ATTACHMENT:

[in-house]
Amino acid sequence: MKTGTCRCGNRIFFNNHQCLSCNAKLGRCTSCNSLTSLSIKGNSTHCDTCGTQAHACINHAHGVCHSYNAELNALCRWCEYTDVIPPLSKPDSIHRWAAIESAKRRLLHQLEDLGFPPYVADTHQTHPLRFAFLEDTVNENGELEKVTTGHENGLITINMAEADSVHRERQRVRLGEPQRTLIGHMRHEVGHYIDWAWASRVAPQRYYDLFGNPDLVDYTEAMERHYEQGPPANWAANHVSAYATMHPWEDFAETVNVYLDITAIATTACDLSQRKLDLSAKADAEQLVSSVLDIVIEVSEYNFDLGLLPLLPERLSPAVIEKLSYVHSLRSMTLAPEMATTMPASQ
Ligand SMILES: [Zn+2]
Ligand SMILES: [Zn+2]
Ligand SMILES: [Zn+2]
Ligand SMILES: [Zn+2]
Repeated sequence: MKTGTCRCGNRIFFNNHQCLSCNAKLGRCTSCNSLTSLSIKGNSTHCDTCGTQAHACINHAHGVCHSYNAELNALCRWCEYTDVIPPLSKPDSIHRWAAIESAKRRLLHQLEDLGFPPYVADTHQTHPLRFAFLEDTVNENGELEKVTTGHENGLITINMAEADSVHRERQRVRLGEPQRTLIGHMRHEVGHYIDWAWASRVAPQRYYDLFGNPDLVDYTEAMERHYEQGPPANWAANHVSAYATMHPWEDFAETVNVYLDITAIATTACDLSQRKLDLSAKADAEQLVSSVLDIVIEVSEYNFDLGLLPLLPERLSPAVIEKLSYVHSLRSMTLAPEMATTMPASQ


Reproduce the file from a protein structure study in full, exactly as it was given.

[in-house]
Amino acid sequence: MKTGTCRCGNRIFFNNHQCLSCNAKLGRCTSCNSLTSLSIKGNSTHCDTCGTQAHACINHAHGVCHSYNAELNALCRWCEYTDVIPPLSKPDSIHRWAAIESAKRRLLHQLEDLGFPPYVADTHQTHPLRFAFLEDTVNENGELEKVTTGHENGLITINMAEADSVHRERQRVRLGEPQRTLIGHMRHEVGHYIDWAWASRVAPQRYYDLFGNPDLVDYTEAMERHYEQGPPANWAANHVSAYATMHPWEDFAETVNVYLDITAIATTACDLSQRKLDLSAKADAEQLVSSVLDIVIEVSEYNFDLGLLPLLPERLSPAVIEKLSYVHSLRSMTLAPEMATTMPASQ
Ligand SMILES: [Zn+2]
Ligand SMILES: [Zn+2]
Ligand SMILES: [Zn+2]
Ligand SMILES: [Zn+2]
Repeated sequence: MKTGTCRCGNRIFFNNHQCLSCNAKLGRCTSCNSLTSLSIKGNSTHCDTCGTQAHACINHAHGVCHSYNAELNALCRWCEYTDVIPPLSKPDSIHRWAAIESAKRRLLHQLEDLGFPPYVADTHQTHPLRFAFLEDTVNENGELEKVTTGHENGLITINMAEADSVHRERQRVRLGEPQRTLIGHMRHEVGHYIDWAWASRVAPQRYYDLFGNPDLVDYTEAMERHYEQGPPANWAANHVSAYATMHPWEDFAETVNVYLDITAIATTACDLSQRKLDLSAKADAEQLVSSVLDIVIEVSEYNFDLGLLPLLPERLSPAVIEKLSYVHSLRSMTLAPEMATTMPASQ